The greased mold with broken crayon bits

After 10 minutes, they started to melt, but I soon noticed the bowing of the tray was going to pose a problem…

Some spillage, but using the potholders to weigh down the sides, I straightened out the mold and let the crayons cool and harden this way.

And then the removal: disaster as I carefully popped the fish out. Only two fish survived with tails (out of twelve).

The mold didn’t fare any better with the greasing, either. Oh well. We can always remelt and try again with a different mold. In the mean time, we still have some fun multi-colored ovals to color with!

Happy April Fool’s Day!

Recent Projects

The biggest accomplishment of the past weeks has been finishing the draft of my third chapter (only one more to go!), but I also found some time for a couple of craft breaks.

Remember that vintage sweater I framed last year? Since Jax has actually been wearing the thing, I thought it was time for a nursery decor overhaul. I have this lovely quilted doll blanket my Aunt Marge Ann made for me when I was little, and I’ve finally found the perfect use for it:

The new and improved reading corner: framed doll blanket hanging over the dog-bed-turned cozy corner. The alligator pillow is a TJ Maxx find (and Jax fell in love with the animal in Florida ‚?? “adiddle” he calls them), and the green velvet one is something I made and thought would add interesting texture. The big white pillow is a fuzzy quilted floor pillow.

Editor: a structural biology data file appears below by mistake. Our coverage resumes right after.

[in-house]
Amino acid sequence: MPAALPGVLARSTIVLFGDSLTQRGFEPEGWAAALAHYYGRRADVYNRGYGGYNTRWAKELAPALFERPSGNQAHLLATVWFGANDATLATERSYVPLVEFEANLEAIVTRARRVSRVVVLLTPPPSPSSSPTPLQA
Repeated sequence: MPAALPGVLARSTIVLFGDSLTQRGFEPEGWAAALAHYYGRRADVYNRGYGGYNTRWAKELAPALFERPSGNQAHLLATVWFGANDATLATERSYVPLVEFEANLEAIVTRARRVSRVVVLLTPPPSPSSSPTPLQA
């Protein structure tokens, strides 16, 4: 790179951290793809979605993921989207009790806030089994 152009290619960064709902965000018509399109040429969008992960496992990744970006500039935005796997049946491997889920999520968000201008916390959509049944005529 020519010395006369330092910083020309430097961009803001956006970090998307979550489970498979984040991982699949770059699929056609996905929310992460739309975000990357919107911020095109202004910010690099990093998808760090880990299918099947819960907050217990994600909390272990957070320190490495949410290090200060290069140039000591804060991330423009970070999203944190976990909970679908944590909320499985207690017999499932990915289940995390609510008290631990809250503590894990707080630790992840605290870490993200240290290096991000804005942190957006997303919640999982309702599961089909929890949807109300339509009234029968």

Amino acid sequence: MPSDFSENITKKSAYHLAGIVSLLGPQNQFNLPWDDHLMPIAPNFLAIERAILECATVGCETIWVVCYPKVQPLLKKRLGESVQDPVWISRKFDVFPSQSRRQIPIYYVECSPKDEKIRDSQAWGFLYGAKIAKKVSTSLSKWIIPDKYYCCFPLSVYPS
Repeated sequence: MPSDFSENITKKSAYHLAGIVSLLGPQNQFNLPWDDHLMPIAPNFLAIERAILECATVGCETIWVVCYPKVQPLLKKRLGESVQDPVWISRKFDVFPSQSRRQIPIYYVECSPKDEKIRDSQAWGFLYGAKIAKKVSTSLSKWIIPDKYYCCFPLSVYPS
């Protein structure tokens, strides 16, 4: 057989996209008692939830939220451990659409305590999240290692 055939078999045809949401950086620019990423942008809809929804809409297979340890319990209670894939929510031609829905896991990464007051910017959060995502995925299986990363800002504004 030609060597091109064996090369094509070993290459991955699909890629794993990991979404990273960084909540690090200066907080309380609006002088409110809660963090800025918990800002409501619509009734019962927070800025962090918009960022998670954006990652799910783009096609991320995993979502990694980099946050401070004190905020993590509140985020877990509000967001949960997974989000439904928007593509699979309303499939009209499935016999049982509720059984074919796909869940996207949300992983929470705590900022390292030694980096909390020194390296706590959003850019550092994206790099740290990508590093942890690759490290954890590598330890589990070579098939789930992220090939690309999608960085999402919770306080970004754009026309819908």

I then took an idea from Purl Soho that I’ve been harboring for over two years and added some colorful interest to another blank wall:

Once I blogged about the DIY ribbon tag toys I was making, my friend Cecilia requested a couple – one for herself and one for a friend:

{That little donkey print gets around!}

Here are some in-progress pictures:

I also finished a knit bonnet ‚?? my first time trying this pattern and this yarn (big fan of both) ‚?? and sent it off to baby Tegan out in California.

Here’s a tip for gifting your yarn work: make a tag the same size as the yarn label and tie them together to the gift. That way, all the info about material content and washing instructions is all there.

Finally, for a totally random travel idea from the daughter of two scientists, you can make toddler snack packs with little test tubes. {Don’t worry, these were never used in any experiments!} My mom gave me a ton of these to organize craft supplies, but they worked wonders during our trip: not only are you only dealing with one serving of snacks at a time, but the twist-off cap can become an intriguing toy for the toddler.

O’s cereal, Cheddar crackers, and Dried Cranberries, ready for take-off